As I reflect back, I find comical my expectation that the virus would be brought under control in short order and we would resume our lives as we knew them. Initially, I imagined two weeks of lockdown would do the trick…then five…then surely by June…then really by September. Now, I, like many others have pinned my hopes on January as though I have a cosmic promissory note maturing then with guaranteed pay-out of a normal life…or at least the ‘new normal’ tested, debugged and ready to be deployed.
After the initial frantic weeks of sheltering in place and social distancing, we started to relax. Letting down our guard, going out grocery shopping, scrubbing down the grocery in a less panicky manner and stealing into the occasional get together of friends or family. We got bolder, clamouring to be allowed to go to face to face church, venturing to restaurants, attending social gatherings and even setting dates for flights. All we wanted was to come out of our houses and were unhappy with anyone holding us back with curfews, lockdowns and limitation of numbers all in either a desperate or foolhardy grab for the ‘new normal’. We realise that so much will never be the same again but we still want ‘things’ to settle so we can proceed with the business of our lives.
Then the so-called flattened curve refused to cooperate and stay down. Lockdowns began around the world once again. The brush with the virus is now too close for comfort. It seemed that no sooner had we started to make ourselves at home in the ‘new normal’ than the ground begun to tilt again. We are tired and discouraged. Once again, reminded that we are not in control. We engage our own actions akin to Noah’s sending out the raven and the doves, peering out of the ark, trying to make sense of what is happening. We argue with each other on the need for lockdown or curfews, we make predictions of when the curve will peak, we track the data and even speculate on whether the government is giving us the right data or feeding us whatever fits with the party line.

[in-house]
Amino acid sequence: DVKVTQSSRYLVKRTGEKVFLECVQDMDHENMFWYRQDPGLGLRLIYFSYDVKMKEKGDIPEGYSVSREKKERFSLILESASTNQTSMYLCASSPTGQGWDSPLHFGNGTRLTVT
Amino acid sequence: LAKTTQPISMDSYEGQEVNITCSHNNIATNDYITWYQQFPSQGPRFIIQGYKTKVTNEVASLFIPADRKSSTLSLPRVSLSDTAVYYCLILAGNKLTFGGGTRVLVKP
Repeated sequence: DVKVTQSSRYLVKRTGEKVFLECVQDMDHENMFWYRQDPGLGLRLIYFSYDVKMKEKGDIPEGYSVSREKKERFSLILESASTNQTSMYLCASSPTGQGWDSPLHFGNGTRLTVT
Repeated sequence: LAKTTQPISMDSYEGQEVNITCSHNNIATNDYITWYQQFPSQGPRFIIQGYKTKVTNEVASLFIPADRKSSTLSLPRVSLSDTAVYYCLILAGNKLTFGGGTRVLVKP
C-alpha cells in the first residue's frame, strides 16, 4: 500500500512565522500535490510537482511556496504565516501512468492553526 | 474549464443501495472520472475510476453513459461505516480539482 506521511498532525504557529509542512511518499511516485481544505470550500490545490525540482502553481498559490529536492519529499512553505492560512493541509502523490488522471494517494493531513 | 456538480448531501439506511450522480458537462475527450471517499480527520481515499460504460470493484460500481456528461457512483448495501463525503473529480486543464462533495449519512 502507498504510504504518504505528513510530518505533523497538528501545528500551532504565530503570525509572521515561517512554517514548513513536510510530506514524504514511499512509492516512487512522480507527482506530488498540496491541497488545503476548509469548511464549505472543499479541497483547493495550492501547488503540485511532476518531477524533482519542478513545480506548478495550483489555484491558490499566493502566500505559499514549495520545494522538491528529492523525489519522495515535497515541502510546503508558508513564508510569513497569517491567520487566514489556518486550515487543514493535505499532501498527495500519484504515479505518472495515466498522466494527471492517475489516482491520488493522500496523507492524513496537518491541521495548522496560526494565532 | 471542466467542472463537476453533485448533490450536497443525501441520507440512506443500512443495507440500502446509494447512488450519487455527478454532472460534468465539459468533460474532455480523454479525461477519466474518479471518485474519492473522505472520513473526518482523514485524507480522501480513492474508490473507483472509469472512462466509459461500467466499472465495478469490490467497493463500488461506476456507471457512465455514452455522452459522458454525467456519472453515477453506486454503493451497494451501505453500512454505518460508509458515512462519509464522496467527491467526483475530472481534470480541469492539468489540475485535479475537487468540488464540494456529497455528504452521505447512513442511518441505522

While God had promised to keep Noah, master of the new normal, safe, he had not told him how long he would remain in the ark. It must have seemed like forever. In an interesting turn of phrase, the author of the story, says that God remembered Noah. We can be sure this has nothing to do with Noah slipping out of the memory of the Almighty. But rather, God was ready for the next step and He took action to fulfil His promise to keep Noah safe. The wind blowing to dry the water, the sight of mountain peaks as the waters receded, and eventually, the olive leaf were all signs that God was at work even when it seemed like nothing was happening in like forever.
We too are tired of waiting. We peer out for glimpses of how the new normal might look like. It has implications on incomes, education, work and travel. We know for sure it will be different. Nevertheless, we want out and into the new normal. We can trust in God and in His timing. We can depend on His faithfulness and care even when we don’t understand what He is doing.
Noah survived the trauma of the flood emerging from the ark, to face the new and unfamiliar, a ‘new normal’. Right now, the waters might batter us and even find their way behind the barriers of protection we have put around ourselves. Let the story of Noah remind us of His God, who not only kept him safe in the flood but has provided the ultimate ark that is foolproof against the ultimate danger we all face which is eternal death and separation from God.